Optional diisocyanates are those chosen from the general formula R2(NCO)2, in which R2 represents a divalent aliphatic hydrocarbon group comprising from about 4 to 18 carbon atoms, a divalent cycloaliphatic hydrocarbon group comprising from about 5 to 15 carbon atoms, a divalent araliphatic hydrocarbon group comprising from about 7 to 15 carbon atoms, or a divalent aromatic hydrocarbon group comprising from about 6 to 15 carbon atoms. Examples of the organic diisocyanates which may be chosen include, but are not limited to, tetramethylene diisocyanate, 1,6-hexamethylene diisocyanate, dodecamethylene diisocyanate, cyclohexane-1,3-diisocyanate and cyclohexane-1,4-diisocyanate, 1-isocyanato-3-isocyanatomethyl-3,5,5-trimethylcyclohexane (isophorone diisocyanate or IPDI), bis(4-isocyanatocyclohexyl)-methane, 1,3-bis(isocyanatomethyl)cyclohexane and 1,4-bis(isocyanatomethyl)cyclohexane and bis(4-isocyanato-3-methylcyclohexyl)methane. Mixtures of diisocyanates can also be used.

In at least certain embodiments, diisocyanates are chosen from aliphatic and cycloaliphatic diisocyanates. For example, 1,6-hexamethylene diisocyanate, isophorone diisocyanate, and dicyclohexylmethane diisocyanate, as well as mixtures thereof may be chosen.

The use of diols, for example low molecular weight diols, R3, may in at least certain embodiments allow a stiffening of the polymer chain. The expression “low molecular weight diols” means diols having a molecular weight ranging from about 50 to about 800, such as about 60 to 700, or about 62 to 200. They may, in various embodiments, contain aliphatic, alicyclic, or aromatic groups. In certain exemplary embodiments, the compounds contain only aliphatic groups. The diols that may be chosen may optionally have up to about 20 carbon atoms, and may be chosen, for example, from ethylene glycol, diethylene glycol, propane-1,2-diol, propane-1,3-diol, butane-1,4-diol, 1,3-butylene glycol, neopentyl glycol, butylethylpropanediol, cyclohexanediol, 1,4-cyclohexanedimethanol, hexane-1,6-diol, bisphenol A (2,2-bis(4-hydroxyphenyl)propane), hydrogenated bisphenol A (2,2-bis(4-hydroxycyclohexyl)-propane), and mixtures thereof. For example, R3 may be derived from neopentyl glycol.

Optionally, the low molecular weight diols may contain ionic or potentially ionic groups. Suitable low molecular weight diols containing ionic or potentially ionic groups may be chosen from those disclosed in U.S. Pat. No. 3,412,054. In various embodiments, compounds may be chosen from dimethylol-butanoic acid (DMBA), dimethylolpropionic acid (DMPA), and carboxyl-containing caprolactone polyester diol. If low molecular weight diols containing ionic or potentially ionic groups are chosen, they may, for example, be used in an amount such that less than about 0.30 meq of —COOH is present per gram of polyurethane in the polyurethane dispersion. In at least certain exemplary and non-limiting embodiments, the low molecular weight diols containing ionic or potentially ionic groups are not used.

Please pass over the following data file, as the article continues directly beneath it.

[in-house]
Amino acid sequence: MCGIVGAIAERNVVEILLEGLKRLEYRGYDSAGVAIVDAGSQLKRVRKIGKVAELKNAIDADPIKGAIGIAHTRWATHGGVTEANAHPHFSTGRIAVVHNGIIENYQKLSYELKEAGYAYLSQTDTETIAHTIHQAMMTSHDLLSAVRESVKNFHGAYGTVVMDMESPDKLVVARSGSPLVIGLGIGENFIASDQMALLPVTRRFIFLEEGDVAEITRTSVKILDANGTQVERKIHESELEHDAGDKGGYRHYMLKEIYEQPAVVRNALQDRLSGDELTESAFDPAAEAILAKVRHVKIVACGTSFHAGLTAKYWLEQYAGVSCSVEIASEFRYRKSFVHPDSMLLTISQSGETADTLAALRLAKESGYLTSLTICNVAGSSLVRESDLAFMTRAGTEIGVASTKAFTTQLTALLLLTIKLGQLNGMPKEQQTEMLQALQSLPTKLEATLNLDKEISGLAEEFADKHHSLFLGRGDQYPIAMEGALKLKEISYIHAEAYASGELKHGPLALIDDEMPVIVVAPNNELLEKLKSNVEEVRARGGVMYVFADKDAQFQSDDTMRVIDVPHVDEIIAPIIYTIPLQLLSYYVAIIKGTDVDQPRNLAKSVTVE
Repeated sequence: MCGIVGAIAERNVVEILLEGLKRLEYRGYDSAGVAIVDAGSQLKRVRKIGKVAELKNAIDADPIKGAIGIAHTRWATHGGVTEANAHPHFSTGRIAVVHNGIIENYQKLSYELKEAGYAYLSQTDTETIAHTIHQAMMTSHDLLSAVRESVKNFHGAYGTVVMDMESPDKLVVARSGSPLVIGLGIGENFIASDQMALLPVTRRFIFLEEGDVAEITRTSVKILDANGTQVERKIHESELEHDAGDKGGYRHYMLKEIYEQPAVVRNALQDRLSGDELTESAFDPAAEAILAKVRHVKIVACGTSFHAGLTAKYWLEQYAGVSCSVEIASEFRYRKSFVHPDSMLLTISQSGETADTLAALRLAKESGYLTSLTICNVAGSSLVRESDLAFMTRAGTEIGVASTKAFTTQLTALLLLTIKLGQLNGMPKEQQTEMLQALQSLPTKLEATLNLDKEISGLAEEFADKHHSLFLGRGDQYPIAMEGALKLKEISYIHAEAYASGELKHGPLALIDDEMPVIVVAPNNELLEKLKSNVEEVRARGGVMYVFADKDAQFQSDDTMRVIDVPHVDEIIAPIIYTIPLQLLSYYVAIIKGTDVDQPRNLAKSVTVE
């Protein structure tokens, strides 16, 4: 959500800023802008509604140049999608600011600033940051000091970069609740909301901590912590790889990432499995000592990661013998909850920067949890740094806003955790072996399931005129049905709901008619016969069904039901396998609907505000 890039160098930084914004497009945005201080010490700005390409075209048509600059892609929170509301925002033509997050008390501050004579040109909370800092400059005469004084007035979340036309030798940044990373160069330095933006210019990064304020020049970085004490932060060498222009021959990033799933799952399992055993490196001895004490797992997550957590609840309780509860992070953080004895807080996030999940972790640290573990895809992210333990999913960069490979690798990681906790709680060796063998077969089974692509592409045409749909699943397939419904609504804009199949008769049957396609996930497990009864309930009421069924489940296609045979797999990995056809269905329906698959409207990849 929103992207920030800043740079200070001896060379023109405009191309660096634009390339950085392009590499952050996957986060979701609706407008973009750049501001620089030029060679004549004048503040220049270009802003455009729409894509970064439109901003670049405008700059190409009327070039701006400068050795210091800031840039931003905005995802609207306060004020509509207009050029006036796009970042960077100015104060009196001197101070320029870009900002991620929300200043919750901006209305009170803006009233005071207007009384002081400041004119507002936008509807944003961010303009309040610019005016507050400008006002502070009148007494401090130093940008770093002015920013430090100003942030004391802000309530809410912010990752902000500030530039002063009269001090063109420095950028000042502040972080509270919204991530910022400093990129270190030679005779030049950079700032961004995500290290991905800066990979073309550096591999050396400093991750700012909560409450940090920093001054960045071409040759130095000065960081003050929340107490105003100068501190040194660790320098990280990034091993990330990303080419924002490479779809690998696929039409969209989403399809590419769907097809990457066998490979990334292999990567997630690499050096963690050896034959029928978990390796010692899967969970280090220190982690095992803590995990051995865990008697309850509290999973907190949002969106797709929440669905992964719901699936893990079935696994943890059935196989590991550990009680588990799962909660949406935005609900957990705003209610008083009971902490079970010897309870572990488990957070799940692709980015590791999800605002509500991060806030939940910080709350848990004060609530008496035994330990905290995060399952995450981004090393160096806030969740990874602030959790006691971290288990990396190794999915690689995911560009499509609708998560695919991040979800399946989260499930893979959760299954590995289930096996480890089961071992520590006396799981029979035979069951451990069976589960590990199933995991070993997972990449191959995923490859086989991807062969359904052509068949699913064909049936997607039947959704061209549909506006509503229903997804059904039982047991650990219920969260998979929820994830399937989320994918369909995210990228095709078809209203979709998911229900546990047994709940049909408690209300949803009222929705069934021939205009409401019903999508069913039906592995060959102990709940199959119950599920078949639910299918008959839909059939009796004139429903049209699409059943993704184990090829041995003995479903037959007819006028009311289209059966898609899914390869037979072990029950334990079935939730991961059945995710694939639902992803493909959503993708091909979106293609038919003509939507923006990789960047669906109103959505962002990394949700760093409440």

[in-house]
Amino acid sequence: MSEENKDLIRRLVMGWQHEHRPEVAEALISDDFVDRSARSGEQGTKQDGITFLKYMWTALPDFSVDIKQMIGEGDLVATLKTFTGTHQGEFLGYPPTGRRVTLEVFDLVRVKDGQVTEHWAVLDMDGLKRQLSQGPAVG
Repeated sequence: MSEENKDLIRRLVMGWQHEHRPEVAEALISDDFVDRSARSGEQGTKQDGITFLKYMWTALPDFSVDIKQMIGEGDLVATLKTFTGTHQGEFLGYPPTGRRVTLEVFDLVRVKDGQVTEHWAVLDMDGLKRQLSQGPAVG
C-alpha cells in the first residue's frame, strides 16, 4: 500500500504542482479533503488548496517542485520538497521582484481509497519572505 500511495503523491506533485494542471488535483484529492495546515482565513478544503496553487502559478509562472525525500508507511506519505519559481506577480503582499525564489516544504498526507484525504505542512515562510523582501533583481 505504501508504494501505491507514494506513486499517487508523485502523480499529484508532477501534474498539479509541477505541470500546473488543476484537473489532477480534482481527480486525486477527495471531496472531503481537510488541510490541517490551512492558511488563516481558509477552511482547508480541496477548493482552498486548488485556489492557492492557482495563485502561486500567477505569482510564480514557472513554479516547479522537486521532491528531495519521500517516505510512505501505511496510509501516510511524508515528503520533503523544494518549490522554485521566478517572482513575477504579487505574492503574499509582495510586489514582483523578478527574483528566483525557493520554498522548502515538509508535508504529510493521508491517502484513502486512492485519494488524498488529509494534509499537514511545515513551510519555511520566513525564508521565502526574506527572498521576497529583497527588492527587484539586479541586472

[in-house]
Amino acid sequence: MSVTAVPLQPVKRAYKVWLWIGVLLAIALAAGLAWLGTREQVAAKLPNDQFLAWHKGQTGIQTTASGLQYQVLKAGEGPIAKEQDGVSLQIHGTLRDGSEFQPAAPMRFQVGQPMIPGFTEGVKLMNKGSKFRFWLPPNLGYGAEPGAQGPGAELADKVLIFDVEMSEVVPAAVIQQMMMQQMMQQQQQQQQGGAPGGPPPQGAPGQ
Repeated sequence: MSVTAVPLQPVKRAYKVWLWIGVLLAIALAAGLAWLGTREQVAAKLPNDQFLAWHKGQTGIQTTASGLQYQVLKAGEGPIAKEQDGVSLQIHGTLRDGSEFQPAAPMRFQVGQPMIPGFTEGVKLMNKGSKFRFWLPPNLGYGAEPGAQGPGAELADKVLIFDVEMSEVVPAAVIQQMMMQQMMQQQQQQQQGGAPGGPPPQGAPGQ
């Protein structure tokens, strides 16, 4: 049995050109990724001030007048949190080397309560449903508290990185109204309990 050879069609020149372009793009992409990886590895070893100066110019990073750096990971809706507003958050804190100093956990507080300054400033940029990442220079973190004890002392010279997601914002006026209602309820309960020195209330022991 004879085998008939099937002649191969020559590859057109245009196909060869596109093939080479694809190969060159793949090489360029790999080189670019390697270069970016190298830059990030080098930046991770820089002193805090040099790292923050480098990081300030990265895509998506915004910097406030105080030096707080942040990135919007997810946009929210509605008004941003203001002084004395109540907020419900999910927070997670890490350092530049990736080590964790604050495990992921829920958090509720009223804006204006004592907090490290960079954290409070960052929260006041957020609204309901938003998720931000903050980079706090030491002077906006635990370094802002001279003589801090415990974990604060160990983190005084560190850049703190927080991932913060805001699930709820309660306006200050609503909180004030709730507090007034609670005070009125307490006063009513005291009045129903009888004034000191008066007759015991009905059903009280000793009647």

Reaction product (ii) may be chosen from at least one chain extender according to the formula:
H2N—R4-NH2
wherein R4 is chosen from alkylene or alkylene oxide radicals, said radicals not being substituted with ionic or potentially ionic groups.

Reaction product (ii) may optionally be chosen from alkylene diamines, such as hydrazine, ethylenediamine, propylenediamine, 1,4-butylenediamine and piperazine; and alkylene oxide diamines such as dipropylamine diethylene glycol (DPA-DEG available from Tomah Products, Milton, Wis.), 2-methyl-1,5-pentanediamine (Dytec A from DuPont), hexanediamine, isophoronediamine, and 4,4-methylenedi(cyclohexylamine), and the DPA-series of ether amines available from Tomah Products, Milton, Wis., including dipropylamine propylene glycol, dipropylamine dipropylene glycol, dipropylamine tripropylene glycol, dipropylamine poly(propylene glycol), dipropylamine ethylene glycol, dipropylamine poly(ethylene glycol), dipropylamine 1,3-propanediol, dipropylamine 2-methyl-1,3-propanediol, dipropylamine 1,4-butanediol, dipropylamine 1,3-butanediol, dipropylamine 1,6-hexanediol and dipropylamine cyclohexane-1,4-dimethanol, and mixtures thereof.

Reaction product (iii) may be chosen from at least one chain extender according to the formula:
H2N—R5-NH2
wherein R5 is chosen from alkylene radicals substituted with ionic or potentially ionic groups. In at least certain exemplary embodiments, the compounds may have an ionic or potentially ionic group and two isocyanate-reactive groups.

As used herein, ionic or potentially ionic groups may include groups comprising ternary or quaternary ammonium groups, groups convertible into such groups, carboxyl groups, carboxylate groups, sulphonic acid groups, and sulphonate groups. At least partial conversion of the groups convertible into salt groups of the type mentioned may take place before or during the mixing with water. Specific compounds include diaminosulphonates, such as for example the sodium salt of N-(2-aminoethyl)-2-aminoethanesulphonic acid (AAS) or the sodium salt of N-(2-aminoethyl)-2-aminopropionic acid.